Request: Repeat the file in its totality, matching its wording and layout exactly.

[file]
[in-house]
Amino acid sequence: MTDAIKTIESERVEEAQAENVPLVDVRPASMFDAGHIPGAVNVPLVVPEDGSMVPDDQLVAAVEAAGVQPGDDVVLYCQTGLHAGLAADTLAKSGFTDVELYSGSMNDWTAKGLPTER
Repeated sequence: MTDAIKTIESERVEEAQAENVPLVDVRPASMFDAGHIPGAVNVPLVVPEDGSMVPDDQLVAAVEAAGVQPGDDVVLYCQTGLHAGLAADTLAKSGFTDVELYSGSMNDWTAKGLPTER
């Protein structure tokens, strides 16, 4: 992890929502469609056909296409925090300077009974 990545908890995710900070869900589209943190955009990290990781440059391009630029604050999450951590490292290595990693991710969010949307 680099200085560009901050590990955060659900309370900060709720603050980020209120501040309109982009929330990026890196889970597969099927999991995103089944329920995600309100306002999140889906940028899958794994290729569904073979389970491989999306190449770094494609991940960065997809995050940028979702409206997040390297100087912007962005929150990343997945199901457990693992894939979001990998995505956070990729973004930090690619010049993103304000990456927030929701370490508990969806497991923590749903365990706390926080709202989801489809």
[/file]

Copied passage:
[in-house]
Amino acid sequence: MTDAIKTIESERVEEAQAENVPLVDVRPASMFDAGHIPGAVNVPLVVPEDGSMVPDDQLVAAVEAAGVQPGDDVVLYCQTGLHAGLAADTLAKSGFTDVELYSGSMNDWTAKGLPTER
Repeated sequence: MTDAIKTIESERVEEAQAENVPLVDVRPASMFDAGHIPGAVNVPLVVPEDGSMVPDDQLVAAVEAAGVQPGDDVVLYCQTGLHAGLAADTLAKSGFTDVELYSGSMNDWTAKGLPTER
């Protein structure tokens, strides 16, 4: 992890929502469609056909296409925090300077009974 990545908890995710900070869900589209943190955009990290990781440059391009630029604050999450951590490292290595990693991710969010949307 680099200085560009901050590990955060659900309370900060709720603050980020209120501040309109982009929330990026890196889970597969099927999991995103089944329920995600309100306002999140889906940028899958794994290729569904073979389970491989999306190449770094494609991940960065997809995050940028979702409206997040390297100087912007962005929150990343997945199901457990693992894939979001990998995505956070990729973004930090690619010049993103304000990456927030929701370490508990969806497991923590749903365990706390926080709202989801489809």